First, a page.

Analysis

French Left's Next Challenge: Fighting Macron’s Policies While Eradicating Roots of Le Pen's Power

If it fails, Macron is liable to hand Le Pen victory in the next election

Supporters of Emmanuel Macron wave French flags while reacting as vote projections are announced in the second round of the French presidential election in Paris, May 7, 2017.
Christophe Morin/Bloomberg

All the in-depth polls conducted before, during and after the exit polls point to one important trend: People didn’t elect Emmanuel Macron as president of France because of his political agenda (only 16 percent of Macron voters said they did so), and still less because of his economic agenda, and least of all because of his character (only eight percent cited that as their reason for supporting him).

As in 2002, the French voted against what they rightly perceived as a national disaster. Fully 43 percent of Macron voters said they were really voting against Marine Le Pen, and lacking any other alternative, they voted for the only compromise candidate on the ballot.

Yet despite fear of the fascist lady, more than four million French voters cast a blank ballot.

Here we must put in a good word for the left, which has been assailed on all sides in recent weeks. Had it not been for supporters of Jean-Luc Melenchon, and for traditional supporters of the Socialist Party, who had somehow melted away in recent years, Macron would have been wobbling, if not even worse. Like grown-ups they headed to the polling stations, held their noses and, in an impressive display of political maturity, cast a ballot for the man who to them symbolizes government by the wealthy.

All the warnings in the mainstream media that the “radical left” would bring Le Pen to power proved false. It’s certainly reasonable to assume that the large number of abstainers didn’t come from the left, or at least not only from the left.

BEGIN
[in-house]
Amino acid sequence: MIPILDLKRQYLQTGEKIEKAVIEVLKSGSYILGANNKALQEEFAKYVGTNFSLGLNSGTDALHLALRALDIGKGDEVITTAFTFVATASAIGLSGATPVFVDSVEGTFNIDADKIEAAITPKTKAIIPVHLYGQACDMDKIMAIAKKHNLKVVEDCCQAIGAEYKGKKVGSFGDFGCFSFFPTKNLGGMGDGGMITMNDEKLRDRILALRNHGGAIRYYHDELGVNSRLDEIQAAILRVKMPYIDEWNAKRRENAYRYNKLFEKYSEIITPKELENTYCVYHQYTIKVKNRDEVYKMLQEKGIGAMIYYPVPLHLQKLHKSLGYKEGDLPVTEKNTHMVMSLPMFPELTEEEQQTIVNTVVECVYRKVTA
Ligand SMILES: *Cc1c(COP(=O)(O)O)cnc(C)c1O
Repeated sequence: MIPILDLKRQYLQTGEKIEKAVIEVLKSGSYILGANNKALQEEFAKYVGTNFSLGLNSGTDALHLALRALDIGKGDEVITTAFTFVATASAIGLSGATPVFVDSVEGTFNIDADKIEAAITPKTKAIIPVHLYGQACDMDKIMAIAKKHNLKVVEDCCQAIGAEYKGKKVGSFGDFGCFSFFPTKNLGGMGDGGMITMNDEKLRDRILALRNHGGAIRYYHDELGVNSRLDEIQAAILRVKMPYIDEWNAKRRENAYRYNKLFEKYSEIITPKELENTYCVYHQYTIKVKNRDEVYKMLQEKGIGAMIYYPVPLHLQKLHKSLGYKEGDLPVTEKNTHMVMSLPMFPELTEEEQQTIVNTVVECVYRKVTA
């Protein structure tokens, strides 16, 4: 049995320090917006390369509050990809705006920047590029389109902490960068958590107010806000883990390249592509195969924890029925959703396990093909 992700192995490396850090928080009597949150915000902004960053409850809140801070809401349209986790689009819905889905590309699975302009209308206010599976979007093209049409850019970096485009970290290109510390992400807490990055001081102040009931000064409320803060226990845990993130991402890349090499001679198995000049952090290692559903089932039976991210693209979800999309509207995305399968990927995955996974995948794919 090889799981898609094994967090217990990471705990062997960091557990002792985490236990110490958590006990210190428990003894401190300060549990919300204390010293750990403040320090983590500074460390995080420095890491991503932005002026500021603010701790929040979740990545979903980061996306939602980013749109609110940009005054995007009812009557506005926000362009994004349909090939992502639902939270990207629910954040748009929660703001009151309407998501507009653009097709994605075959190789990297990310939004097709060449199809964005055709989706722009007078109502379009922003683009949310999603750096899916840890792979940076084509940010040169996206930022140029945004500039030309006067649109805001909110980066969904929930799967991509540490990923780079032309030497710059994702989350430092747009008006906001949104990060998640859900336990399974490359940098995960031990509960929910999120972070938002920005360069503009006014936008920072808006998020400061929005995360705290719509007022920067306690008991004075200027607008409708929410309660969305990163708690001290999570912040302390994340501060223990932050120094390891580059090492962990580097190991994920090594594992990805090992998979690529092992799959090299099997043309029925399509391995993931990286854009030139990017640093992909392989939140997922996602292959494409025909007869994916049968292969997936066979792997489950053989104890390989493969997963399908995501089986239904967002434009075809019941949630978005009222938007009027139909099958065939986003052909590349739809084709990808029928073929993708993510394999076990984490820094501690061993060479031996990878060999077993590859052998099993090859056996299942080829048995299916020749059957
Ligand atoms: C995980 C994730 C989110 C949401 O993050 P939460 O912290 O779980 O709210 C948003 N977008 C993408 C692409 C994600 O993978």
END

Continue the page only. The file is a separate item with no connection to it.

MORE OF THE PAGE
And after all this, starting Monday morning, French society in general and French politicians in particular will have to roll up their sleeves and stick their arms deep into the mud if they want to survive. This isn’t just because the upcoming elections for the National Assembly are liable to expose the fragile weakness of the president-elect, who lacks any real political base. It’s also because Le Pen succeeded (in her concession speech, which sounded like a terrifying victory speech) in defining the presidential election as a choice between two alternatives: patriotism and globalism. The patriots are for the Republic and the nation, while the globalists are against them.

Le Pen is already preparing for the next political stage. It’s no accident that she urged “all patriotic forces” to join up with her.

The big question is whether the French left can manage to pull all its pulverized pieces together to address the most important task it now faces: fighting Macron’s policies while at the same time eradicating the roots of Le Pen’s power. If the left succeeds, it’s likely to exert a positive influence on whatever government Macron sets up. But if it fails, Macron is liable to hand Le Pen victory in the next election.